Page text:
There are good reasons to make wave measurements at gauge sites for model validation, as long as the gauges are located such that useful wave information will be acquired. Therefore, it is reasonable to suggest that at least some of the gauges in the global network be equipped to record wave conditions using pressure transducers capable of 1 Hz or similar sampling. This would apply particularly to locations where swell events have sometimes been misreported as storm surges, or even mean sea level changes (Harangozo 1992). Such higher-frequency information may also be of use to studies of seismic events and tsunamis.

5. Some conclusions

It is to be hoped that technical developments, such as those described here, will lead to the compilation of enhanced databases of wind waves and swells for climate studies and local coastal engineering applications, as well as in aiding wave model development and, thereby, the capability for more accurate swell forecasting.

In performing this study, two important recommendations occurred to us. The first recommendation can be made to global ocean monitoring programs to consider investment in the instrumentation of tide gauges so that wave recording is also possible (tsunami recording would be automatically accommodated as a by-product). This need not be a requirement at all sites, but a subset of the GLOSS network might be considered, including sites in the “swell pools” on the eastern sides of the tropical oceans (Chen et al. 2002). The present study has demonstrated that the existing Ascension and St. Helena gauges are ideally located to study swells propagating on great circle paths from the North Atlantic. On the other hand, they appear to be insensitive to swells from the south. With a second set of gauges installed on the southeast coasts of the islands, swells originating from most directions should be monitored efficiently. It would be interesting to use global and local wave models to determine which gauge sites in other parts of the ocean would be optimal for investment.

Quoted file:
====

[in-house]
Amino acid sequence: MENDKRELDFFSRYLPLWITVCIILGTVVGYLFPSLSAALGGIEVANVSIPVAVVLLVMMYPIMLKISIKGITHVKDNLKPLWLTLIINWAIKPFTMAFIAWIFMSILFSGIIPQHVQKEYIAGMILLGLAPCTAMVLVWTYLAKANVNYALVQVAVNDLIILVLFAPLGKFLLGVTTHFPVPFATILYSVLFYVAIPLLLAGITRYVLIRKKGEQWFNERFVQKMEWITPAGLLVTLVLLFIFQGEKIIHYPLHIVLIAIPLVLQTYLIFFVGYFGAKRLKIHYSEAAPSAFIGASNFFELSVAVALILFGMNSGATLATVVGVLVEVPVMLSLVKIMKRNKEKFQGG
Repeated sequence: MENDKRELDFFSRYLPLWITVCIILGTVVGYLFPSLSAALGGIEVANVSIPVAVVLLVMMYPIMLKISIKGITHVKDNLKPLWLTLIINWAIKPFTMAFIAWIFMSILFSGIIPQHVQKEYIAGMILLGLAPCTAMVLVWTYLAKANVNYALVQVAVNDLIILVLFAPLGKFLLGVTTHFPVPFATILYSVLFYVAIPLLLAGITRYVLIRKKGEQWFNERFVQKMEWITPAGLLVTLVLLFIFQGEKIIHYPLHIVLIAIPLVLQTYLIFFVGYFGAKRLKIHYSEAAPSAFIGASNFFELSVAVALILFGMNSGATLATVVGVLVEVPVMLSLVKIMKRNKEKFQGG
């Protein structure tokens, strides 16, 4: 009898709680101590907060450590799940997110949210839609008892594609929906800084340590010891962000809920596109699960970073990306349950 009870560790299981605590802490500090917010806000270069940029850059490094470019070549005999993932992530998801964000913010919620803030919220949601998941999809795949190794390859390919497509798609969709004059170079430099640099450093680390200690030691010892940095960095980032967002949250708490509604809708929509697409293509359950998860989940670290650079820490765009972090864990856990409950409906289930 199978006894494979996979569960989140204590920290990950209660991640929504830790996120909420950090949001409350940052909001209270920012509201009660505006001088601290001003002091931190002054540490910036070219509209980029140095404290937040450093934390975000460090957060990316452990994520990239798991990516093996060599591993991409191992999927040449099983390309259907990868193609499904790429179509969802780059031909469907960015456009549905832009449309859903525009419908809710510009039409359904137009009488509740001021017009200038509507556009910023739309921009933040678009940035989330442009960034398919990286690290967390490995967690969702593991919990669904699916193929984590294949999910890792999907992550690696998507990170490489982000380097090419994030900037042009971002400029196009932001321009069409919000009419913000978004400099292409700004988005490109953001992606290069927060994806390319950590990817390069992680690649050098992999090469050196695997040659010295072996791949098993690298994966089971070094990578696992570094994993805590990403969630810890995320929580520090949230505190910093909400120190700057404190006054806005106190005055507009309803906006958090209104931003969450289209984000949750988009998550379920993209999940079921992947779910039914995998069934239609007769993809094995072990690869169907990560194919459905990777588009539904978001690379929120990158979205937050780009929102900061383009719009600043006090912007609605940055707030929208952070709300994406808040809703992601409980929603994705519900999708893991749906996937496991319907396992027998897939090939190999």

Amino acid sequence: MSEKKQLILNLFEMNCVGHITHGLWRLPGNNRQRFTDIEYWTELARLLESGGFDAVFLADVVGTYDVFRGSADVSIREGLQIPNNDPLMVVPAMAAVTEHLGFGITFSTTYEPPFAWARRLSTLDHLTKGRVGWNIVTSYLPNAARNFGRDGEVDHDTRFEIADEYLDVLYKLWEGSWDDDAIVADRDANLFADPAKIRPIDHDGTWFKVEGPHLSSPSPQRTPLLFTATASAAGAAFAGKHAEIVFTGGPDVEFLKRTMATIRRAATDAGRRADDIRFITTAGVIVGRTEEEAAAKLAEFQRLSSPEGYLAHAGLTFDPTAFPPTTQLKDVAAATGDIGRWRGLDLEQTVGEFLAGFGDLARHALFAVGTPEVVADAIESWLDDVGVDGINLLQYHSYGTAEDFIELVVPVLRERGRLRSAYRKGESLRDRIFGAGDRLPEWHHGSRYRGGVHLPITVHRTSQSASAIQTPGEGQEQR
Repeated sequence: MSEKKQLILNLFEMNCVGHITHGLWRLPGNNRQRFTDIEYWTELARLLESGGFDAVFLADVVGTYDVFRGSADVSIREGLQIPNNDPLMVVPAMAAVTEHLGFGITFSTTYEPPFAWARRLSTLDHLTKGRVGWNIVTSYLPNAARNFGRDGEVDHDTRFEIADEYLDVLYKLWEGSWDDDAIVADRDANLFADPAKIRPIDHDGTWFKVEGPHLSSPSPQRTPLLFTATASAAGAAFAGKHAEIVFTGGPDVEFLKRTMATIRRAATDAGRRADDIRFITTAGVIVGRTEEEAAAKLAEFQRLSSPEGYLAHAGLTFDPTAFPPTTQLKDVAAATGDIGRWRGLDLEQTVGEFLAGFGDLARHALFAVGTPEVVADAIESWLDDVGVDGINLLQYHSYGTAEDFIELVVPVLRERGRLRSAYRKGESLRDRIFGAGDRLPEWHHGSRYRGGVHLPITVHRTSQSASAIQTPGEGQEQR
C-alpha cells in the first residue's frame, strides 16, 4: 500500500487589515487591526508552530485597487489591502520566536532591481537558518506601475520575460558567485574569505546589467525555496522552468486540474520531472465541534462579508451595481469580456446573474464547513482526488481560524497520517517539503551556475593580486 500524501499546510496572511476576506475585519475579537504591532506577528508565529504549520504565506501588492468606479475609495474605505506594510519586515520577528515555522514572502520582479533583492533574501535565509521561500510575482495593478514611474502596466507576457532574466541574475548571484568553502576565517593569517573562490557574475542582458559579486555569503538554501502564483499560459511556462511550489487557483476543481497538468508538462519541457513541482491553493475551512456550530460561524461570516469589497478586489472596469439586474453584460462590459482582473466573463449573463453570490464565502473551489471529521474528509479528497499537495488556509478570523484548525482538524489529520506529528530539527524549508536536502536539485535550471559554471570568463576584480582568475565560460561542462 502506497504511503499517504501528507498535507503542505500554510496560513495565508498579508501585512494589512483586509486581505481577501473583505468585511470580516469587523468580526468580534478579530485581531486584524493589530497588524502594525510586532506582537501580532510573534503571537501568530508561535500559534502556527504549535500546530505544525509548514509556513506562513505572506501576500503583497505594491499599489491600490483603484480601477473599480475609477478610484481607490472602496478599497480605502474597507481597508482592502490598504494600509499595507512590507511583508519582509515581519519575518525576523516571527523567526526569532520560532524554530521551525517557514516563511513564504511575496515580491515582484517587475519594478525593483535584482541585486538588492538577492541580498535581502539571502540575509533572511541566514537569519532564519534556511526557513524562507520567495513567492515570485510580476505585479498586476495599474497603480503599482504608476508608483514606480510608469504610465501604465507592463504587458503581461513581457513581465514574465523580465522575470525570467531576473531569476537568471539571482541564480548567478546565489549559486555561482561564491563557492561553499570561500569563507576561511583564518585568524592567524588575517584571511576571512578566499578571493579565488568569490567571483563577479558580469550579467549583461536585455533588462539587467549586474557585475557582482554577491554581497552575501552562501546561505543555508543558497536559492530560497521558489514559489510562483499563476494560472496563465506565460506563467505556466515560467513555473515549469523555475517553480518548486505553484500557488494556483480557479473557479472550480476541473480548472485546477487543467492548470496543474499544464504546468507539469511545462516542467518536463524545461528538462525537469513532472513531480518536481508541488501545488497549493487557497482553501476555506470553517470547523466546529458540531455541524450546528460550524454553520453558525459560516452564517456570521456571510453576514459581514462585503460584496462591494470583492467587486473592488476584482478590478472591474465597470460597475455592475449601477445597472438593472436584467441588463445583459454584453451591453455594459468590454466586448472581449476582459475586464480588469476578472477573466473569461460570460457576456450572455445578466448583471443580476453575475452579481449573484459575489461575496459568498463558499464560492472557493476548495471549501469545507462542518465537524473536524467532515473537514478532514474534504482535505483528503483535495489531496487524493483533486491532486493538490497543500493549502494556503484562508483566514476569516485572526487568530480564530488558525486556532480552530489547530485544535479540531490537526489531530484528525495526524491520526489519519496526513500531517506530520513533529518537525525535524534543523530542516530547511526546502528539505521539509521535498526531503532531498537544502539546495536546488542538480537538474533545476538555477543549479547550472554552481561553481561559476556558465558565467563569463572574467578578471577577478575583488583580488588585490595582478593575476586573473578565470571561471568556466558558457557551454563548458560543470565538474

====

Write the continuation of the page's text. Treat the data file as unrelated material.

The second recommendation can be made to scientists engaged in climate change impacts studies. Animations made from Met Office model output and studies of previous swell events elsewhere (e.g., at the Maldive Islands; Harangozo 1992) demonstrate strongly just how far swells can travel and still have an impact on a distant, low-lying coast. With an increasing number of people living close to the coast (Nicholls and Small 2002), deep-ocean swell generation, and its potential modification as a consequence of climate change, is clearly an issue that needs attention, alongside the more intensively studied topics of changes in mean sea level and storm surges.

Acknowledgments

We thank Peter Foden, John Marshall, and other members of the POL Technology Group who provided the tide gauge technical developments. Dr. Judith Wolf provided valuable advice on wave measurements.